9 Songs Inspired By Stories
02 Sep 2015
Have you ever been casually listening to a song and wonder how it came to be? Maybe a specific lyric, or something about the mood reminds you of something you’ve experienced before. There isn’t always a story behind the tune, but thats not the case with these nine songs. If you’ve felt particularly inspired after a good read you aren’t alone; the producers of these songs, popular and otherwise, were also inspired by works of great fiction writers.
This song was inspired by Nabakov’s most famous novel, Lolita. The story of a tutor with a strong attraction to an alarmingly young pupil practically screams out in the chorus (“don’t stand so close to me”), and the music video only makes it easier.
Sufjan Stevens’ music has been inspired by art ranging from the BQE to the Bible, Royal Robertson to Flannery O’Connor. It’s not hard to believe then that Stevens was once an aspiring writer before he devoted his life to music and, while he has never tried to hide his appreciation for Flannery O’Connor, his poetic lyrics are proof enough of the path not taken. A Good Man is Hard to Find is named after one of O’Connor’s best known works of fiction, a story about a family traveling through the rural South, lead astray by the failing memory of an aging grandmother. It’s a quick read and, while a little longer than a three minutes listen, well worth your time.
Jimmy Page and Robert Plant love The Lord of the Rings. They make that very clear in this and a few other songs (The Battle of Evermore, Misty Mountain Hop). Even the beginning lines of “Ramble On” are reminiscent of a Tolkien poem, but the direct references to Mordor and Gollum make this song, which initially seems to be about finding a certain girl, appear to be about something more…precious.
This song has more than a little history behind it. Bloc Party was a band that became fairly popular in the early 2000’s, this track leading off their 2006 release “A Weekend in the City”. The song was inspired by Brett Easton Ellis’ first book Less Than Zero (which, funny enough, is named after the Elvis Costello song of the same name) and captures the hedonistic, nihilistic tone of the debut novel. This same book was also adapted into a film Robert Downey Junior attributes to the tipping point of his early career (he later buried the clothes of his character in an act of giving up his previous lifestyle).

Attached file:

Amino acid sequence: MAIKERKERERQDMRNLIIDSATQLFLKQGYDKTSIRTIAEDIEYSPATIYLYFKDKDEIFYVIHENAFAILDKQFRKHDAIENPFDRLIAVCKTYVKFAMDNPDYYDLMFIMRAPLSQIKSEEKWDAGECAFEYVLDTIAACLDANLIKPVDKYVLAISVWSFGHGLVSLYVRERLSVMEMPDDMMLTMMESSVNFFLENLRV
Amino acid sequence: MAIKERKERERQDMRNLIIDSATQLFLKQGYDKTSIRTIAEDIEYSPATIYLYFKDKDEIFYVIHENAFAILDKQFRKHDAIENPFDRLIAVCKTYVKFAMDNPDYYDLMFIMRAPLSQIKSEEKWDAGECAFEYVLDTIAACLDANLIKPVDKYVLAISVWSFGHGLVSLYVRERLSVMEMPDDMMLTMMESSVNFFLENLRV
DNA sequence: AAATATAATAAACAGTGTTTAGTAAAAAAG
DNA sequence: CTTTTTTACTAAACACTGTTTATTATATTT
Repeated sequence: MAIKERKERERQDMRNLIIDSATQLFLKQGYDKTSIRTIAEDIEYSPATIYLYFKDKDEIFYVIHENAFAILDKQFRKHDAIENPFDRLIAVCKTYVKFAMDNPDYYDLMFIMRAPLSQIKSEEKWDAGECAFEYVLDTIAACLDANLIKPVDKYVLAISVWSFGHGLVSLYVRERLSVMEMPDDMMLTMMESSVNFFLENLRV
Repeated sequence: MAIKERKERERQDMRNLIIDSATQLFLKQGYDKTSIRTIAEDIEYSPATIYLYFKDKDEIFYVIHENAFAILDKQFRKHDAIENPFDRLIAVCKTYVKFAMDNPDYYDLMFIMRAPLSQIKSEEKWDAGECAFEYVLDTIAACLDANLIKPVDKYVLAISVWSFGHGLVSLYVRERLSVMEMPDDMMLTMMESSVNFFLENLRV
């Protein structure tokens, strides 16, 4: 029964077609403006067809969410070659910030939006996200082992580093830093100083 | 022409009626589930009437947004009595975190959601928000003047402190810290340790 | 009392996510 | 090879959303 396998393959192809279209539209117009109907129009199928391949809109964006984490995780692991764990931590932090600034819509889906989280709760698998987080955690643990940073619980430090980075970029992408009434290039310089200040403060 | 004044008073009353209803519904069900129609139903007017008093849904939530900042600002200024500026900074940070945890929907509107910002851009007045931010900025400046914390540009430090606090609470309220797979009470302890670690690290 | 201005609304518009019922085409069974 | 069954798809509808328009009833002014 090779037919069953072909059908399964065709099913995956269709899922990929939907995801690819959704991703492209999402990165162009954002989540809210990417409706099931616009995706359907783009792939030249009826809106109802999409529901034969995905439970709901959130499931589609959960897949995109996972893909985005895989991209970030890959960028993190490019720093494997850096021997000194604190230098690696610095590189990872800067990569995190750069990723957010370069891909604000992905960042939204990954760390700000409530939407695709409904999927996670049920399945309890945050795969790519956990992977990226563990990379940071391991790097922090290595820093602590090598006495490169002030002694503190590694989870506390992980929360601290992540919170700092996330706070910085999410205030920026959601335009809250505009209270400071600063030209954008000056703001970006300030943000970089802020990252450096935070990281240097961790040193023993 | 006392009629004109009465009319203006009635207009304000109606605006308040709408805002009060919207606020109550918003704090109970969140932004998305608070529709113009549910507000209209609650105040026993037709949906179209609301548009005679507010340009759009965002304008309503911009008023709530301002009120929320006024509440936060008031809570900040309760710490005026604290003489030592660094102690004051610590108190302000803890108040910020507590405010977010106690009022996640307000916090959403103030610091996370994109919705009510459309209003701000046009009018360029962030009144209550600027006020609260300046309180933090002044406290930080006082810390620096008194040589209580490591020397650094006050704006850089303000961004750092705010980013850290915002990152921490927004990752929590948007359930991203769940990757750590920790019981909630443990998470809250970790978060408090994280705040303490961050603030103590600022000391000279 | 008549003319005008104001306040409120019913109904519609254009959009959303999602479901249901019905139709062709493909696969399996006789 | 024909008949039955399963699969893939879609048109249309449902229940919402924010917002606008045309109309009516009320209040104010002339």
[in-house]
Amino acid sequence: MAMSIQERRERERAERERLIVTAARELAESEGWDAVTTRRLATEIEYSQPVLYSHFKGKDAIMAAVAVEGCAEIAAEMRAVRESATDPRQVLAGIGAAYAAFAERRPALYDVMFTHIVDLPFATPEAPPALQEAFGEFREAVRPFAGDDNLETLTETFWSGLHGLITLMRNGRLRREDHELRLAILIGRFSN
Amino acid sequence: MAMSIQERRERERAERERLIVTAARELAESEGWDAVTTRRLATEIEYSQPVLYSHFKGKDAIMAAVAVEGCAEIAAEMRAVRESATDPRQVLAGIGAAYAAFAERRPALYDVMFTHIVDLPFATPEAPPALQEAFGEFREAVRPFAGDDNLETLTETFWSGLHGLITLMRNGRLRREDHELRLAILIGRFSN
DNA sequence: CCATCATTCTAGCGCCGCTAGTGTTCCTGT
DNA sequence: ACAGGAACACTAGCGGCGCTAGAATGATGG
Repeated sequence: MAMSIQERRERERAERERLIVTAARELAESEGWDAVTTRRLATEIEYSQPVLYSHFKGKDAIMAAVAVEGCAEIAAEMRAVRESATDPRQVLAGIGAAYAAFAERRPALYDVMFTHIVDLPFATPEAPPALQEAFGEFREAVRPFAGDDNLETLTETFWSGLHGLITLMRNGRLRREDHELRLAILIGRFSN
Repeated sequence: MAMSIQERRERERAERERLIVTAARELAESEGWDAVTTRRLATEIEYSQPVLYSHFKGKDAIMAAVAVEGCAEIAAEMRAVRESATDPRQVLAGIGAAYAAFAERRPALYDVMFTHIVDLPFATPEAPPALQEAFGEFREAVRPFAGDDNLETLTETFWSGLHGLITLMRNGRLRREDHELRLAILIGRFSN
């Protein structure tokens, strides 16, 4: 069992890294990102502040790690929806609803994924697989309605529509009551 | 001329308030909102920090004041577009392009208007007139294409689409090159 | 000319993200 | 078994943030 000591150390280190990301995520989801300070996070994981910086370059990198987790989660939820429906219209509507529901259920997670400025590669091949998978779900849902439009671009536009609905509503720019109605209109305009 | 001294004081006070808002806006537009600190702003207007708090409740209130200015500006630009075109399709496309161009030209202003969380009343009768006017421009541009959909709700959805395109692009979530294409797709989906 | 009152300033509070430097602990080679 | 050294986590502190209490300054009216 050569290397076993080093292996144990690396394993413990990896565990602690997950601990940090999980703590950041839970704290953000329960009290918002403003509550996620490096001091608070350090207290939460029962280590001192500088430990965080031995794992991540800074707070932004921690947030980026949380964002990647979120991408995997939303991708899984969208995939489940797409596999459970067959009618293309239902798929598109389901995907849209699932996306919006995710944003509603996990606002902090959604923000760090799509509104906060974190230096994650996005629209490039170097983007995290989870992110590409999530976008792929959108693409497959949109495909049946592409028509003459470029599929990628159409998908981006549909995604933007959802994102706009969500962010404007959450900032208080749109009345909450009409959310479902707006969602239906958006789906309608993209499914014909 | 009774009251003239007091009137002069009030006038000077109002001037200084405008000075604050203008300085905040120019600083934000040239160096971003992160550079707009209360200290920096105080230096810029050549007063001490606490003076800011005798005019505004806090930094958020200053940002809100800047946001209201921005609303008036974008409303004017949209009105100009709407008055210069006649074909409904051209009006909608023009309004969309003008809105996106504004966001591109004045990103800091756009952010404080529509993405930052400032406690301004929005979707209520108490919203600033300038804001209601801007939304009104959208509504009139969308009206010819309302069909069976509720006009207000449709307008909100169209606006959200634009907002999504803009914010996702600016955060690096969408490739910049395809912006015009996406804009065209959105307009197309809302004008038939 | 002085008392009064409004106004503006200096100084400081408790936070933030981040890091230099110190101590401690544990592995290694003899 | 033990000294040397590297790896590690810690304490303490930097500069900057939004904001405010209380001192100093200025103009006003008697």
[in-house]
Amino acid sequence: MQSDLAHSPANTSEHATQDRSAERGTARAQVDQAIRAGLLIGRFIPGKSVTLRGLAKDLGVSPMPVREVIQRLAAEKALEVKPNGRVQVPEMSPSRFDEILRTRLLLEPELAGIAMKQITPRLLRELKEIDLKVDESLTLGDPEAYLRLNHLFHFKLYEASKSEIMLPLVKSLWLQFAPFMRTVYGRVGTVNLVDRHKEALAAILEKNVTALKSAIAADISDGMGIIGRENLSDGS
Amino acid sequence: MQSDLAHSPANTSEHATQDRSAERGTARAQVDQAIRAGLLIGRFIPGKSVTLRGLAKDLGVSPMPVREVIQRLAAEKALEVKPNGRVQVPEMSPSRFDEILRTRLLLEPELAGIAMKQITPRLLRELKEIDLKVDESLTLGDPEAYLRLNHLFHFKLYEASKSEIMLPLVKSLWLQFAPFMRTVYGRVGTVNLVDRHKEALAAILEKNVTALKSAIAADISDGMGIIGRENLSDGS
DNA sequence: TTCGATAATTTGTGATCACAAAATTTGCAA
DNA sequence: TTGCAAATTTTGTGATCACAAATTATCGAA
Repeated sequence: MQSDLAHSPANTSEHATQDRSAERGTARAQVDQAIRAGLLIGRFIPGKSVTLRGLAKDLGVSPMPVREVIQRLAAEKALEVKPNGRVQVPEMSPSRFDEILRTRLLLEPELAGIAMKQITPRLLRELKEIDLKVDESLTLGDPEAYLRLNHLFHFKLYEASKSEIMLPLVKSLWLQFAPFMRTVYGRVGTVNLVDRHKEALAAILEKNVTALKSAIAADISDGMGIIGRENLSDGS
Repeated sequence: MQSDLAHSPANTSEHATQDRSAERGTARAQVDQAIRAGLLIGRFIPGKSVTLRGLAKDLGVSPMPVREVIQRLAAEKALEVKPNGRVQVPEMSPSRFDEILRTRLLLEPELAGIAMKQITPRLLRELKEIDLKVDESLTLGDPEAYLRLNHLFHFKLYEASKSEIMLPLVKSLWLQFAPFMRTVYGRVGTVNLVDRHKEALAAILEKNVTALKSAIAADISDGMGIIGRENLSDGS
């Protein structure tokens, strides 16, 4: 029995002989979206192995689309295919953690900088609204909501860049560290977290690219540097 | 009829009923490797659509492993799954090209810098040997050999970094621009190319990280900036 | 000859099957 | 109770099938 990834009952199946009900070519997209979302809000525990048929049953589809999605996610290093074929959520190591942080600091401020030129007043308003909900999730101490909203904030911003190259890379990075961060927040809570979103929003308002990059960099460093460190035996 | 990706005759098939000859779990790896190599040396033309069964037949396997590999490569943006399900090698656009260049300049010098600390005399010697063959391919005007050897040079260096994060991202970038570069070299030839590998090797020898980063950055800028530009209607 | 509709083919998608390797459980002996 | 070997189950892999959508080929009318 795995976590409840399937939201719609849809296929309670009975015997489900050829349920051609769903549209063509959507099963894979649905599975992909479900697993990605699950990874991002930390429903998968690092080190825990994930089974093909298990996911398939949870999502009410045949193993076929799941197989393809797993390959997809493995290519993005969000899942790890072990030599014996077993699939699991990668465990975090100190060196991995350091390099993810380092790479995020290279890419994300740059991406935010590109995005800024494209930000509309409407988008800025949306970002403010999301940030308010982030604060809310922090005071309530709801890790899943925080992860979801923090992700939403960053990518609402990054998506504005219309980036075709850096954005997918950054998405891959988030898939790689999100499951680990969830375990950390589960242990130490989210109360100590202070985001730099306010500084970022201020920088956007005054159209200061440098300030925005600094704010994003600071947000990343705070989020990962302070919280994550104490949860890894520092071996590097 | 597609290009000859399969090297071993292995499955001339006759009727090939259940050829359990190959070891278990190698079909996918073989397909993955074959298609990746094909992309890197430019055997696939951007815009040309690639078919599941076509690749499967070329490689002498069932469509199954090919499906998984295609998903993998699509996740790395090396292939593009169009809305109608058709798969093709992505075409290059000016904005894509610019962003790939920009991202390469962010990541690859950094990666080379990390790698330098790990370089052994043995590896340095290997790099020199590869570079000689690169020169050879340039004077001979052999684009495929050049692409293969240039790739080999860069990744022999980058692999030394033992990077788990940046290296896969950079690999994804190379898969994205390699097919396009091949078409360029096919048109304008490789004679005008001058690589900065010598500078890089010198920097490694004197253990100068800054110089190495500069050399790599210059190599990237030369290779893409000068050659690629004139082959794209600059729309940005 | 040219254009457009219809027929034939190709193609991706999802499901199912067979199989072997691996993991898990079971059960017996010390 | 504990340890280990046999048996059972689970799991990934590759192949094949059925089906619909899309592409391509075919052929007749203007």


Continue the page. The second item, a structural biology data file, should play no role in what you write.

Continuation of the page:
What could inspire a song as simple and goofy as Whip it? Parodies of cliche American songs and poetry present in Thomas Pynchon’s Gravity’s Rainbow. A novel that garnered a great deal of attention and even won , Gravity’s Rainbow has been slated as the American version of Ulysseus and other confusing/rewarding works. This song? Less so, but inspired none the less.
Aldous Huxley’s A Brave New World has a very iconic feature: the drug named Soma. When The Strokes frontman Julian Casablancas wrote this song it was to convey drug use for the purpose of fitting in. A perfect society conforms, right?
“Do you know where the wild things go?” Joe Newman croons in each verse, a direct reference to the beloved children’s picture book Where the Wild Things Are by Maurice Sendak. While the song itself follows a dangerous. obsessive relationship, the dark references to wanting something so bad you’re willing to hurt it pull from the pages of a book you probably haven’t held since you were a child.
A musician that takes their name from a Victorian era writer might have a few songs inspired by stories. The novel that inspired this song was actually written by the artist’s brother, Mark Z. Danielezwski. House of Leaves is a well known psychological horror story renowned for its multiple layers and unconventional form. This song may be easier to follow than the three tiered story, but both are worth spending time on.
The National casts a similar spell in nearly all of their music; a deep melancholy broadcast in both the bittersweet melodies and the deep baritone of Matt Berninger’s voice. Ever read a story that dropped you right in a mood so quickly you felt like you sat in a puddle? Ever read The Brothers Karamazov? This song, originally titled Karamazov, stirs with the hopeless hopefulness seen in the humanity of Fyodor Dostoyevsky’s (arguably) greatest work.
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